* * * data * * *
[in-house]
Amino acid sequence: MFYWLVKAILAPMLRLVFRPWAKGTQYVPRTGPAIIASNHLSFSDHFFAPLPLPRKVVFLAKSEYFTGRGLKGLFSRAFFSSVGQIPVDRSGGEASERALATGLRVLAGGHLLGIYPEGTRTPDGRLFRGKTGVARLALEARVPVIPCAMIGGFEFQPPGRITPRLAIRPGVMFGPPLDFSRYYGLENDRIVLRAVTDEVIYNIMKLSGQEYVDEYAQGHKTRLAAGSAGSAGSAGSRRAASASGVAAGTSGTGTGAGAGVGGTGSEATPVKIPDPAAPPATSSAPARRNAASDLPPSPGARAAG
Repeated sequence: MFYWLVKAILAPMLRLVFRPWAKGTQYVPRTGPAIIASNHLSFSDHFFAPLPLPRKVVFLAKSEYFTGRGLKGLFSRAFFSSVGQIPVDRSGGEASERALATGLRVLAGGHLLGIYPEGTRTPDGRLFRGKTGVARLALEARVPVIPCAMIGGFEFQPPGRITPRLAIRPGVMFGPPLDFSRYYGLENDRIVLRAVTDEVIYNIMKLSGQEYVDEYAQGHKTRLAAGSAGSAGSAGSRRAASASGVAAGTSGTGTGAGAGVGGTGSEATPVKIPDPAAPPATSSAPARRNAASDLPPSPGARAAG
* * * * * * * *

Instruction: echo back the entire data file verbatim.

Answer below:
[in-house]
Amino acid sequence: MFYWLVKAILAPMLRLVFRPWAKGTQYVPRTGPAIIASNHLSFSDHFFAPLPLPRKVVFLAKSEYFTGRGLKGLFSRAFFSSVGQIPVDRSGGEASERALATGLRVLAGGHLLGIYPEGTRTPDGRLFRGKTGVARLALEARVPVIPCAMIGGFEFQPPGRITPRLAIRPGVMFGPPLDFSRYYGLENDRIVLRAVTDEVIYNIMKLSGQEYVDEYAQGHKTRLAAGSAGSAGSAGSRRAASASGVAAGTSGTGTGAGAGVGGTGSEATPVKIPDPAAPPATSSAPARRNAASDLPPSPGARAAG
Repeated sequence: MFYWLVKAILAPMLRLVFRPWAKGTQYVPRTGPAIIASNHLSFSDHFFAPLPLPRKVVFLAKSEYFTGRGLKGLFSRAFFSSVGQIPVDRSGGEASERALATGLRVLAGGHLLGIYPEGTRTPDGRLFRGKTGVARLALEARVPVIPCAMIGGFEFQPPGRITPRLAIRPGVMFGPPLDFSRYYGLENDRIVLRAVTDEVIYNIMKLSGQEYVDEYAQGHKTRLAAGSAGSAGSAGSRRAASASGVAAGTSGTGTGAGAGVGGTGSEATPVKIPDPAAPPATSSAPARRNAASDLPPSPGARAAG